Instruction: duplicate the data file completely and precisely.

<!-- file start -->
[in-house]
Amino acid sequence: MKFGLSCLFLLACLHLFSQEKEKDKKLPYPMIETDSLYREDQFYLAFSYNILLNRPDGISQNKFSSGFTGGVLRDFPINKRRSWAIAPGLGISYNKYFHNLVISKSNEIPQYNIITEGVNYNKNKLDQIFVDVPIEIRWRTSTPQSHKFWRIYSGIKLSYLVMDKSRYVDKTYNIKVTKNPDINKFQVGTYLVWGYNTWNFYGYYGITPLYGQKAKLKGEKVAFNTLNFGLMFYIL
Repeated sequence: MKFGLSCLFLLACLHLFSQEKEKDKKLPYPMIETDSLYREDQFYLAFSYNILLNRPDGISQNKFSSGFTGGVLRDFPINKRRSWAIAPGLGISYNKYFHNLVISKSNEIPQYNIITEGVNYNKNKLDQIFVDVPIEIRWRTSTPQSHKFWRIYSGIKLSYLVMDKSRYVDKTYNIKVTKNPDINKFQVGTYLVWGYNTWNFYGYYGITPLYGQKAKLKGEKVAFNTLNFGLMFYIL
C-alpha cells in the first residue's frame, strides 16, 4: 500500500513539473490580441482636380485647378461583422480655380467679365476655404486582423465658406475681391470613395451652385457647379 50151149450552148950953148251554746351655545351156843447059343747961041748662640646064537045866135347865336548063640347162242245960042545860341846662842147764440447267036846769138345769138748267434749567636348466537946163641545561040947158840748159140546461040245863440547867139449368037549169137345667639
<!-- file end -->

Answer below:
[in-house]
Amino acid sequence: MKFGLSCLFLLACLHLFSQEKEKDKKLPYPMIETDSLYREDQFYLAFSYNILLNRPDGISQNKFSSGFTGGVLRDFPINKRRSWAIAPGLGISYNKYFHNLVISKSNEIPQYNIITEGVNYNKNKLDQIFVDVPIEIRWRTSTPQSHKFWRIYSGIKLSYLVMDKSRYVDKTYNIKVTKNPDINKFQVGTYLVWGYNTWNFYGYYGITPLYGQKAKLKGEKVAFNTLNFGLMFYIL
Repeated sequence: MKFGLSCLFLLACLHLFSQEKEKDKKLPYPMIETDSLYREDQFYLAFSYNILLNRPDGISQNKFSSGFTGGVLRDFPINKRRSWAIAPGLGISYNKYFHNLVISKSNEIPQYNIITEGVNYNKNKLDQIFVDVPIEIRWRTSTPQSHKFWRIYSGIKLSYLVMDKSRYVDKTYNIKVTKNPDINKFQVGTYLVWGYNTWNFYGYYGITPLYGQKAKLKGEKVAFNTLNFGLMFYIL
C-alpha cells in the first residue's frame, strides 16, 4: 500500500513539473490580441482636380485647378461583422480655380467679365476655404486582423465658406475681391470613395451652385457647379 50151149450552148950953148251554746351655545351156843447059343747961041748662640646064537045866135347865336548063640347162242245960042545860341846662842147764440447267036846769138345769138748267434749567636348466537946163641545561040947158840748159140546461040245863440547867139449368037549169137345667639